One day I asked him if I could accompany him while he was on Pheri. He shared that his route starts from his house in Babu Sabu on a cycle at around 7 am. My 1st stop is at Ichra canal, Ichra Bazar, Shama stop and Mozang Bazar, Railway station sometimes Anarkali Phatak  from there I come back on cycle. He added nobody knows where I go on Pheri, even my elder brother. He said there is always a better sale on the roads than streets as sometimes rich people come and buy these toys, and they pay 50 rupees per item, and on the road, I sell 15 to 20 items, and they give enough money for daily expenses. The item is sold between 10 to 30 rupees on the streets maximum. So, he said you cannot come along and take pictures while I am in Bazar because there would be females shopping in the bazaars, and they would mind it, and they would not allow me to sell these toys in these Bazar if you came along to film.

“Waqas, I met a man a year ago, I observed, he seems fraudulent, he asked if I have a change of 5000 rupees, I will give you 500 rupees (as a gift). I told him, you seem sane and a Sufi, 

I even don’t have toys costing 5 thousand rupees on my cycle, and you are asking for change.” Sakhi Muhammad continued, “I sell them at the rate between 20-50, and there is a shopping mall right in front of you; instead of gifting me 500 hundred, why don’t you go and get a change of 5000 rupees? I have been coming to these streets for the last 30/40 years. You can’t play me.” “I had 500-600 in my pocket at that time, but I told him I had 50 rupees; I knew if I told him the truth, he would trick me and run away on his bike” Sakhi Muhammad concluded, “In big cities, people try to deceive you; they cannot make their ends meet. God will catch them in the other world while in the grave.”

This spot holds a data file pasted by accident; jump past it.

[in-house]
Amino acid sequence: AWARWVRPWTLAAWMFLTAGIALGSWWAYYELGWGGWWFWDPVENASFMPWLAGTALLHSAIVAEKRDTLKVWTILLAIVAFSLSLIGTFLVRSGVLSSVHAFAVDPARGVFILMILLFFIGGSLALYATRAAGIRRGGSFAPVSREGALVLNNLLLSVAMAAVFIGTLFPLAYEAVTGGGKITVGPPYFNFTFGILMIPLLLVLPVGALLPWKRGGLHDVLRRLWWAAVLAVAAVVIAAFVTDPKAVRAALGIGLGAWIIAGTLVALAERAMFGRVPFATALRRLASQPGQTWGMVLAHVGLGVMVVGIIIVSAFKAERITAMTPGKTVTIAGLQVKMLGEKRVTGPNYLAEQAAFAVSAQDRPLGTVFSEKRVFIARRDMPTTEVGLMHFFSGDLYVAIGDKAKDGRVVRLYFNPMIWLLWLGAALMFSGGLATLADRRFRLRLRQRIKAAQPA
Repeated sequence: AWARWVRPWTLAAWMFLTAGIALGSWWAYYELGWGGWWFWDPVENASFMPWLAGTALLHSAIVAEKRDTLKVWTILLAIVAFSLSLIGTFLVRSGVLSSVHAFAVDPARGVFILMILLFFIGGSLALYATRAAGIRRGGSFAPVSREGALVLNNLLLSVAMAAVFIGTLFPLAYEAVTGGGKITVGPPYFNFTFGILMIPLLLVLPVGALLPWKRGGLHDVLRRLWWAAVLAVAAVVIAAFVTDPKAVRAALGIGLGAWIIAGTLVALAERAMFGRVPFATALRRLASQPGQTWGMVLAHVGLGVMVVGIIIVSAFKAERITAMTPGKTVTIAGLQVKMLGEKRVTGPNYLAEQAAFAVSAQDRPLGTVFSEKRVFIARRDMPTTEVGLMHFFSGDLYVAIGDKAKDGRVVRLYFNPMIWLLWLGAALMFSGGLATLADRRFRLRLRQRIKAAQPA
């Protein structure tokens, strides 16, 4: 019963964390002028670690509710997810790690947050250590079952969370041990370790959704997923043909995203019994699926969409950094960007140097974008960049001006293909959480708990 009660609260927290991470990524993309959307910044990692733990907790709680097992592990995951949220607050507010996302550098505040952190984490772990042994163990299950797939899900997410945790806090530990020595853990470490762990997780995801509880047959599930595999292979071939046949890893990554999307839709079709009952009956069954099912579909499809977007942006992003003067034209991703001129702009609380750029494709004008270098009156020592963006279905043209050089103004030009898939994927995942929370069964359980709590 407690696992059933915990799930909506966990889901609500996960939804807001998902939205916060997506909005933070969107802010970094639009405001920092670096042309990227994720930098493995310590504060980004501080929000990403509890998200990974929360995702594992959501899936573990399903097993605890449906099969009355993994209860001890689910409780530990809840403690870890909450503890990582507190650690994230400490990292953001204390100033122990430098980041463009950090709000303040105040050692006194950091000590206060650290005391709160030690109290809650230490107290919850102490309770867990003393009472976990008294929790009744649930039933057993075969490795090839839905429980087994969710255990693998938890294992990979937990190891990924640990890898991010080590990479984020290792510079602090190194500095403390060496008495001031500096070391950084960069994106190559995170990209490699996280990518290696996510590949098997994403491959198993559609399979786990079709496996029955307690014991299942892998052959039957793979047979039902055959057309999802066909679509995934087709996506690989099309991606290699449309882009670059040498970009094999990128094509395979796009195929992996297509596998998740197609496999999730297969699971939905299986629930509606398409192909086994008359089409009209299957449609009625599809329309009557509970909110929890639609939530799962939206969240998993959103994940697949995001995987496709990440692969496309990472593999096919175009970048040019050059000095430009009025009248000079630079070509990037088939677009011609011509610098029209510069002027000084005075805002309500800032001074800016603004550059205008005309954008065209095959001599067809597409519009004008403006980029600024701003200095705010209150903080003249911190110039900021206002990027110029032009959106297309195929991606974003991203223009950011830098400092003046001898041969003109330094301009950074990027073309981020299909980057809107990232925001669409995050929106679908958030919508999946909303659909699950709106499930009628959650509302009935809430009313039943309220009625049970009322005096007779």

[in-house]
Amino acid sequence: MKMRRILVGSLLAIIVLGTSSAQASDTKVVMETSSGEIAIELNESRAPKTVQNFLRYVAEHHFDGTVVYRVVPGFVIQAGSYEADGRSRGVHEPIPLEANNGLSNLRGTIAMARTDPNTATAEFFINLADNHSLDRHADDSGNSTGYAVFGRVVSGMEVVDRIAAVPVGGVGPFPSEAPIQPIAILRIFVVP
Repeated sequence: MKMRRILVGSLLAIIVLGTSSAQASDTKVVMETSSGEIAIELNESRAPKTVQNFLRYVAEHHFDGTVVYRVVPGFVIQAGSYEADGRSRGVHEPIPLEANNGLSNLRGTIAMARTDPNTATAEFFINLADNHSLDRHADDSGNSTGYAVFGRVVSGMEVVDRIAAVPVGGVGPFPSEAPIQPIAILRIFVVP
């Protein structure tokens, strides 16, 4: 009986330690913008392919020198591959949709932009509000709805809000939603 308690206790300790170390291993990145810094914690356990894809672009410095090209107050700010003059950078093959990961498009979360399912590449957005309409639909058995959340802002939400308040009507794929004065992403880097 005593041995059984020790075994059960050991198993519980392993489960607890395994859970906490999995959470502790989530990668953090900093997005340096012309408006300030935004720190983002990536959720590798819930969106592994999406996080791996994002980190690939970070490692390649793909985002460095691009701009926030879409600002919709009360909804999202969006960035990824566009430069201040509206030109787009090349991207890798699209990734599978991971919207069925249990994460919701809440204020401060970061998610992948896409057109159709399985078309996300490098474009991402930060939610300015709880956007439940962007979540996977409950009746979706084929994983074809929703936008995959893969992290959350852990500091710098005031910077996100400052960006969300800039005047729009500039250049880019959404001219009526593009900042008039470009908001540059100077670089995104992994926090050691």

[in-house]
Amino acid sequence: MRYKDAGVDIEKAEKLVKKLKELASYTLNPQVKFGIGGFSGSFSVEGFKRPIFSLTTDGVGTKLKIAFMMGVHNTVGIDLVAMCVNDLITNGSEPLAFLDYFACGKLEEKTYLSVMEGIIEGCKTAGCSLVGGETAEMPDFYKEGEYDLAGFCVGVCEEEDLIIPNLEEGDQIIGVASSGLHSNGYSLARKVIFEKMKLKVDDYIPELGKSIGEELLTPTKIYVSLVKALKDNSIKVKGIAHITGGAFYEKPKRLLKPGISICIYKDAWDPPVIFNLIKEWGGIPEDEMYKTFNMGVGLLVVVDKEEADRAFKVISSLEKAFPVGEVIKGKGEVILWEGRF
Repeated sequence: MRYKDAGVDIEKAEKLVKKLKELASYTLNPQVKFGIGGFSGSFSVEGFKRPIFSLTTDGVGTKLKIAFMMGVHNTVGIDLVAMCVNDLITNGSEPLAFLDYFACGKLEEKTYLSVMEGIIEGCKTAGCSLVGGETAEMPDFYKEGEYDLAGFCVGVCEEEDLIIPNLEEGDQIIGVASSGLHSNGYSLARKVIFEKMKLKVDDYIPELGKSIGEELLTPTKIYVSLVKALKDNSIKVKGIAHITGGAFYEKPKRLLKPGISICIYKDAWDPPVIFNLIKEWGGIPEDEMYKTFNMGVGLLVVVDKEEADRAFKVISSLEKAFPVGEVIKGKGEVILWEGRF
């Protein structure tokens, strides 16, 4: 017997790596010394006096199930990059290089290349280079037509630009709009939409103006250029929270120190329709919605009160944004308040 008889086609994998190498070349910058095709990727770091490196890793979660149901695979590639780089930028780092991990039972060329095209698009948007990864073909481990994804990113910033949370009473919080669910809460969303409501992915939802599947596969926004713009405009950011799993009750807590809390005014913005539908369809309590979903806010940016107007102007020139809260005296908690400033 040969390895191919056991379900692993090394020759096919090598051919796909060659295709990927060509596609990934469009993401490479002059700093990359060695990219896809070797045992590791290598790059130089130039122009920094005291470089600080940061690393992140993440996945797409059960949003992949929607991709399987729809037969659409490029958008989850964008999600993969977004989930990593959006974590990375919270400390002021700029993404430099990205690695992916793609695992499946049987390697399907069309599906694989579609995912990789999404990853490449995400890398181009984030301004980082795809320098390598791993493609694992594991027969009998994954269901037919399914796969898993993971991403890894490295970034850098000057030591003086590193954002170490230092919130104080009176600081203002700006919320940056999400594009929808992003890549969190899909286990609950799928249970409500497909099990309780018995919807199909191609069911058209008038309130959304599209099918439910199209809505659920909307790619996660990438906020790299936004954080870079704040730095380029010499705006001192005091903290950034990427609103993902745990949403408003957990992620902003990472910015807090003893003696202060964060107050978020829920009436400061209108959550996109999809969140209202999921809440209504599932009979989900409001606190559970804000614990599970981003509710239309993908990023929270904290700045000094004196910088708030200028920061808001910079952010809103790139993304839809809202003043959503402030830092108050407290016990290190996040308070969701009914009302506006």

Sakhi Muhammad told me another story of his father, “There was a time when my father used to sell these toys. One day a young man came and asked him to give him all the change he possessed. The young man would return his father 500 rupees, the old man gave him whatever he had and kept on waiting for the young man and asked some people on the streets if they had seen such a young man, but nobody recognized at the end, my old man came back home empty-handed.”

He continued with the stories of how his father had been wronged by several others. Once his father was searching for daily wages somebody asked him to fetch some soil, and the old man started doing that it was a hot day, and the old man removed his shirt and Salooka – vest with pockets – when he finished fetching soil the old man found that his Salookawas stolen by somebody as it had some money in it. “We’ve had to learn how to live in a city life as we have to stay vigilant in the city; it’s a place of fraudulence.” 

Sakhi Muhammad gave me some pictures of his parents to get them framed in a larger size, and he gave me his old passport size photo from when he was 14 years old as well; he also wanted to get that one larger, and one framed because he thinks it will stay with his children as ‘Yadgeeri‘ – memories – so I had them enlarged and framed, bringing them to him at the beginning of February.